The Power of List-Making

I have been making myself a daily to-do list since March 1 as per my 31 day challenge. I reasoned that producing and using a to-do list would help me better enact my monthly intentions. See Matters of the Heart: Take Two. Ironically, my to-do list had absolutely nothing to do with my intentions. It contained mundane things like change sheets in master bedroom, sign paperwork, pay bills, clean and organize desk, rsvp to the party, etc.  Sometimes I listed everything I needed to do. Other times I listed only the most pressing things I needed to deal with. Writing down what I needed to do freed my mind from constantly having to remember everything allowing me more energy to connect better with my family. Or, at least, that’s what I’m betting on.

First and foremost, making lists reduced my anxiety. I am a very anxious person and I have a tendency to avoid things that are new and unfamiliar. Just this morning I conquered the first thing on my list, which for most people, would not produce a fight or flight response: researching how to register a new used car. Yup. But as soon as I started to research the steps I needed to take I felt better. Unfortunately, tomorrow I need to actually take the steps and that alone gives me anxiety. I rarely deal with either my insurance agent (I think that’s good news) or the RMV (I do everything online). Ugh. Somehow putting it on my list takes the edge off.  And if you’re overwhelmed by too many mundane tasks a list can help you prioritize.

The other benefit I discovered from making lists is how focused it keeps me. Sometimes, when I finish one chore or errand, I go blank. I have to think about what I need to do next.  Time is possibly  wasted or worse, I may even forget to do something.  I have been a more efficient person since using my to-do list every day. I now have special lists for certain days of the week that keep certain areas of my life in check.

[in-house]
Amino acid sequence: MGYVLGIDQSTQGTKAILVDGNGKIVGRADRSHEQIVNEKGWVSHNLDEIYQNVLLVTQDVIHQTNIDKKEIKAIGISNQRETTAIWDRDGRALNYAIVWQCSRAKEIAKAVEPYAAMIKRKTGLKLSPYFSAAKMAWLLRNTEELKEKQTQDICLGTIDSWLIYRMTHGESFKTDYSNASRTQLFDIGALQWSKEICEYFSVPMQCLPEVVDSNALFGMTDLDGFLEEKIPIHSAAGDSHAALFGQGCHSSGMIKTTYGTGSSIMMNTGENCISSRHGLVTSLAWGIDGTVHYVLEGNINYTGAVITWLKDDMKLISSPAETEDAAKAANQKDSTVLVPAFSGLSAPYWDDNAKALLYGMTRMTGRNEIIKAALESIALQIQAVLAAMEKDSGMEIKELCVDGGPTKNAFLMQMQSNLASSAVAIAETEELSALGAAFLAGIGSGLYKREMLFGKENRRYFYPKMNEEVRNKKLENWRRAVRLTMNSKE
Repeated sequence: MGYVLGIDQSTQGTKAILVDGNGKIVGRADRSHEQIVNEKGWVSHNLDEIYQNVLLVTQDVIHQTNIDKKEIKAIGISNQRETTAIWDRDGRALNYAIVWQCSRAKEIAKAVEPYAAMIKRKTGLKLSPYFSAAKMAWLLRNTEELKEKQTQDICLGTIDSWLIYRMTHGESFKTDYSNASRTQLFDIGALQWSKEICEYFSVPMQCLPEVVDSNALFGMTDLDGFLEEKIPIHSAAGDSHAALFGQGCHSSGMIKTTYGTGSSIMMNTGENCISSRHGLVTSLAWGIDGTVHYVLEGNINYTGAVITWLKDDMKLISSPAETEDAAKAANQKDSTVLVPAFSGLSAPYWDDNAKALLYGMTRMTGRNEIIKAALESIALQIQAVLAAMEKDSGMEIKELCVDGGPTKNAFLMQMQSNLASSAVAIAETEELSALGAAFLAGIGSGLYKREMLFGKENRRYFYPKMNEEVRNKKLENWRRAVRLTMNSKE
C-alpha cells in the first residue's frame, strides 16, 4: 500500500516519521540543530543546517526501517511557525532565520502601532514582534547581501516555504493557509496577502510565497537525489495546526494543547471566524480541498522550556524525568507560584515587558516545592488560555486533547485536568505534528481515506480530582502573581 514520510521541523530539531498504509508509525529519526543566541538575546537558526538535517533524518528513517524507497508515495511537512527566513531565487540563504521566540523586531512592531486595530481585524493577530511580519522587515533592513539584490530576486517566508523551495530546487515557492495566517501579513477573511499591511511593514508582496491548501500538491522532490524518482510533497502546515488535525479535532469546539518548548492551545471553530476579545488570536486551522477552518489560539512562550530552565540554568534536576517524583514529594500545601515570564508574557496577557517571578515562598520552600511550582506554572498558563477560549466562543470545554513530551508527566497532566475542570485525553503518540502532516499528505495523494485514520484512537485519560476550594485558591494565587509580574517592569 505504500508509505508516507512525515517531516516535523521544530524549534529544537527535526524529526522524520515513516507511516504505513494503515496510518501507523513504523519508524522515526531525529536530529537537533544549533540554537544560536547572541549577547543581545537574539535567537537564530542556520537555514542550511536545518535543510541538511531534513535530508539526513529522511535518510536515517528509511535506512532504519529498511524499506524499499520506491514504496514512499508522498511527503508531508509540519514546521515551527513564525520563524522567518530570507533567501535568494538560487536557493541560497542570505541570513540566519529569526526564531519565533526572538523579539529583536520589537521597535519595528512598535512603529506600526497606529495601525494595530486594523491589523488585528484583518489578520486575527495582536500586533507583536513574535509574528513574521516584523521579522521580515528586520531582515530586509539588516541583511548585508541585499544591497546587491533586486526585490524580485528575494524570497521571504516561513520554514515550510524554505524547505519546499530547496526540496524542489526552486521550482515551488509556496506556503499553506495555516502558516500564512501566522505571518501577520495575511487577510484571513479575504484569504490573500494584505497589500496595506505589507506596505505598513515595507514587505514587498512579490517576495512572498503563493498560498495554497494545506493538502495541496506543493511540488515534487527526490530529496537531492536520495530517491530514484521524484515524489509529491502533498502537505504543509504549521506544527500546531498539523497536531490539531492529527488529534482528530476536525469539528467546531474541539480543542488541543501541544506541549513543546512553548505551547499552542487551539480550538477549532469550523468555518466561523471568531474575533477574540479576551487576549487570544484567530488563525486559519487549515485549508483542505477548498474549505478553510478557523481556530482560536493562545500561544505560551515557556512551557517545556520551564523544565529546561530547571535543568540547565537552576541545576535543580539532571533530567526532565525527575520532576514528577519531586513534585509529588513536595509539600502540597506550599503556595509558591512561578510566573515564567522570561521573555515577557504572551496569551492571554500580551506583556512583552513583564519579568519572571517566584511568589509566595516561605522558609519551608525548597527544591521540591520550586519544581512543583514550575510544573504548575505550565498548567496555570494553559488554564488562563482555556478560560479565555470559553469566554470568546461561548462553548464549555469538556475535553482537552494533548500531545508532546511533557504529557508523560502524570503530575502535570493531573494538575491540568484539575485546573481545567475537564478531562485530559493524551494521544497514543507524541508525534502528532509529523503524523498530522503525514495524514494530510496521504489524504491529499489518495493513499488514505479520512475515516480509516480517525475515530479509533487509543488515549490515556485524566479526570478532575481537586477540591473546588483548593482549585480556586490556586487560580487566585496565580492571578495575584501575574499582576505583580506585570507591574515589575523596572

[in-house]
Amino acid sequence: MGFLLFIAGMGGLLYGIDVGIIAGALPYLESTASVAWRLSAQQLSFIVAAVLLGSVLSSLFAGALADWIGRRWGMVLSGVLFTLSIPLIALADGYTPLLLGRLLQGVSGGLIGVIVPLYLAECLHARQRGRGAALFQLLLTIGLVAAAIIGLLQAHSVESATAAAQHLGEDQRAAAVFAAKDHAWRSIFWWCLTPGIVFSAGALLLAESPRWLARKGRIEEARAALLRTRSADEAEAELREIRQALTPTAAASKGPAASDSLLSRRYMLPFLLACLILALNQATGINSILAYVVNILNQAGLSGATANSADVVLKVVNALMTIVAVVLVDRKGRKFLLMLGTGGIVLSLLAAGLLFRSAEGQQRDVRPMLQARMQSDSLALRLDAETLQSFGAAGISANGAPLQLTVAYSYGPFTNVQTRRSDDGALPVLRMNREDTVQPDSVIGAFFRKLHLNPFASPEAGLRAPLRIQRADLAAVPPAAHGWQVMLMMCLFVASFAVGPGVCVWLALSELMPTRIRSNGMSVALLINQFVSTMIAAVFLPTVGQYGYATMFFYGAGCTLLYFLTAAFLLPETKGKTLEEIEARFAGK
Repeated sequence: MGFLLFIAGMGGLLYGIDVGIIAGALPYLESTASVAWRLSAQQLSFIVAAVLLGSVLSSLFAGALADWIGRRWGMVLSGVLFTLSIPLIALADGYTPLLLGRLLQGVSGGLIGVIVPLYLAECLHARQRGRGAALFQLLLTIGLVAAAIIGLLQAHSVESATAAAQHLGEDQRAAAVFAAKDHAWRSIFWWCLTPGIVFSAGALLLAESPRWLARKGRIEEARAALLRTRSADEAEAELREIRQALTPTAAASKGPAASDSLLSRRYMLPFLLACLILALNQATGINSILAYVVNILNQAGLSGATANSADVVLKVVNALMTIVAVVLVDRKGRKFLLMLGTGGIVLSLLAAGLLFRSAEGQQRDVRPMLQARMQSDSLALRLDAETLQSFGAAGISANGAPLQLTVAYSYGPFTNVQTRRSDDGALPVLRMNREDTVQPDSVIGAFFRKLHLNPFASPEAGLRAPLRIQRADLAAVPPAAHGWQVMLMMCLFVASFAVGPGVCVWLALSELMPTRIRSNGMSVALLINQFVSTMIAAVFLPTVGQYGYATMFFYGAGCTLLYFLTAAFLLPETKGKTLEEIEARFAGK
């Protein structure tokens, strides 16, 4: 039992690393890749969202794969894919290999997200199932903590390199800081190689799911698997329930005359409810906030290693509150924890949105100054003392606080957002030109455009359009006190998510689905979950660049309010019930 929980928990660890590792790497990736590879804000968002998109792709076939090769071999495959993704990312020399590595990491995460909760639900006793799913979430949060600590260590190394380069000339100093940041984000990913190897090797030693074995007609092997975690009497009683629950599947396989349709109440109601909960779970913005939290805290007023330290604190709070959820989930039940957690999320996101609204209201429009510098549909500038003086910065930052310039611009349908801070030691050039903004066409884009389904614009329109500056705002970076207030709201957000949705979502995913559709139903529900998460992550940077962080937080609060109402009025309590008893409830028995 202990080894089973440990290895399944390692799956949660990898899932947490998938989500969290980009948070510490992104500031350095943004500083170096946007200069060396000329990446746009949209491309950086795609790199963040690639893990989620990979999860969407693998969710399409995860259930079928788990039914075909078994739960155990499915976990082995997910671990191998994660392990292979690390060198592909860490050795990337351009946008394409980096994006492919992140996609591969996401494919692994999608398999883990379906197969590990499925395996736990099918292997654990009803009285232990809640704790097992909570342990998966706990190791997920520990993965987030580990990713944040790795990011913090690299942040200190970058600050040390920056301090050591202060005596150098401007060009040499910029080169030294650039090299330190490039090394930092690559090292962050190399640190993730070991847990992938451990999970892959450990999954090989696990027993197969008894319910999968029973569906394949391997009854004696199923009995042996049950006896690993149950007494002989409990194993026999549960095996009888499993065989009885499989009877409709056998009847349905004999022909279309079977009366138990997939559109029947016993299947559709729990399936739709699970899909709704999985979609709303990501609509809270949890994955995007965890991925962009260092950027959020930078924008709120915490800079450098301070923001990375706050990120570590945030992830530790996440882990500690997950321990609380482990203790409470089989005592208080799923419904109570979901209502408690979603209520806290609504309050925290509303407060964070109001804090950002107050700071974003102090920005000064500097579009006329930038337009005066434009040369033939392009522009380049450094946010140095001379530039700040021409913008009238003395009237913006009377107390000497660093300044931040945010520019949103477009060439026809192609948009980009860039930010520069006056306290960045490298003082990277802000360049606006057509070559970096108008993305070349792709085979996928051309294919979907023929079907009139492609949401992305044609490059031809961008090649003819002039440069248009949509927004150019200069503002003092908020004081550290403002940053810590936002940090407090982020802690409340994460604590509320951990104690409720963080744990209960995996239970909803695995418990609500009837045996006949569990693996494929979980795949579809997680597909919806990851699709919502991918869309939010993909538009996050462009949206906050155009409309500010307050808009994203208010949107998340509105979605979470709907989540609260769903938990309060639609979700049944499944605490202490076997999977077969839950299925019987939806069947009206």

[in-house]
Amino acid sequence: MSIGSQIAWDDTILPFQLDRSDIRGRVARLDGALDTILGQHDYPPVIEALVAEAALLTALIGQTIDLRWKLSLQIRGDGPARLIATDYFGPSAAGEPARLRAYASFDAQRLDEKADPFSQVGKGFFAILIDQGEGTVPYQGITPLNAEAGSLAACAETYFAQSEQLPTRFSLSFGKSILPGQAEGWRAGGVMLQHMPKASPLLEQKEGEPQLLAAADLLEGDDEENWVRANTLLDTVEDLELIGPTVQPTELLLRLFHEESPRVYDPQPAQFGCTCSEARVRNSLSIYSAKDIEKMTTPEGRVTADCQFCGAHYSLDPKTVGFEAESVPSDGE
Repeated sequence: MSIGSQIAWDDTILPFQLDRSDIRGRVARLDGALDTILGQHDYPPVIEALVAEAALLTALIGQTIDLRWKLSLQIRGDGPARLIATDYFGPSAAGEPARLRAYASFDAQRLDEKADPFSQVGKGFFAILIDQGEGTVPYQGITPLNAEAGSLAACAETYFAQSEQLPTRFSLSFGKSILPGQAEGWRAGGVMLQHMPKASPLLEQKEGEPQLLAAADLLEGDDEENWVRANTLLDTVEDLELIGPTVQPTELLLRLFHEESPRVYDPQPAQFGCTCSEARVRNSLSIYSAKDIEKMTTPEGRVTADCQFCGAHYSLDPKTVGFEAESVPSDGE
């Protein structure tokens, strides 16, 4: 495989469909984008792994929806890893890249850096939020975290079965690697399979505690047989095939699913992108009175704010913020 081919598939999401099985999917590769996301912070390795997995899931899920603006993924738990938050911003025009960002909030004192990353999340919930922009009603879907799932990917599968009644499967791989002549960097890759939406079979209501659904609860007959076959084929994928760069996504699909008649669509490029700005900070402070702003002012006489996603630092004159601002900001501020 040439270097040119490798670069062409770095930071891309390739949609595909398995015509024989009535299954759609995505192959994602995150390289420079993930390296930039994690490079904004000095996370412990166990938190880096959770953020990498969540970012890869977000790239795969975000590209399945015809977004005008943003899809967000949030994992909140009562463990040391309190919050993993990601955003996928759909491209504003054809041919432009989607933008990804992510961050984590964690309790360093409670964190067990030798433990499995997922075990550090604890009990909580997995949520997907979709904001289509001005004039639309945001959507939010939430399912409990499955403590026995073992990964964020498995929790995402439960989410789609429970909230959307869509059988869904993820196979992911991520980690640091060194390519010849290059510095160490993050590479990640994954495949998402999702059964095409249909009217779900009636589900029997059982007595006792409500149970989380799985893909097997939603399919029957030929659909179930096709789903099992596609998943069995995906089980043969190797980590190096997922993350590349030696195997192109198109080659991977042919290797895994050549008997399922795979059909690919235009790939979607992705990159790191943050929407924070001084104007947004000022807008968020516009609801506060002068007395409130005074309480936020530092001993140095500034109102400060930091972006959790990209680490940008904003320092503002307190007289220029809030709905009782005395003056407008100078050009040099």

The other wonderful benefit of making lists and using them (Yes, you actually have to use the list!) is the increase in my satisfaction with my day and myself. Crossing off each thing as I complete it makes me feel accomplished and in control. But I also don’t fret if I don’t get to everything. The list is a guide, not a punishment. Undone errands can be forwarded to another day. Life is messy and things change. We just got hit with a massive blizzard that has resulted with all three kids being home from school both yesterday and today. Let’s just say my to-do lists changed these last two days. Oh, and they have St. Patrick’s Day off too. Uncle!

I believe the power lies in making and using this list EVERY DAY. Even if all you get done is one thing. Don’t wait until you’re inspired or feeling overwhelmed and then forget about it when you return to your “normal”. I use a pretty inexpensive spiral bound journal. I write down the date and write down things as soon as I think of them. Sometimes I write my list before I go to bed or before I start my day and I add to it as I need to. I carry it into the kitchen and place it next to my coffee-maker so I can refer to it during the day.

Now, has it helped my to connect with my family better by freeing up mental energy to better focus on my intentions? Well, I cannot offer any scientific proof, but I do know that when I’m anxious and feeling overwhelmed I would be less likely to respond to bids for attention from my family, greet them warmly, not be sarcastic, and practice active listening. I believe I am calmer and I will continue to make my to-do lists and I will let you know my final thoughts at the end of March.

What about you? Do you make daily to-do lists? How do they work for you?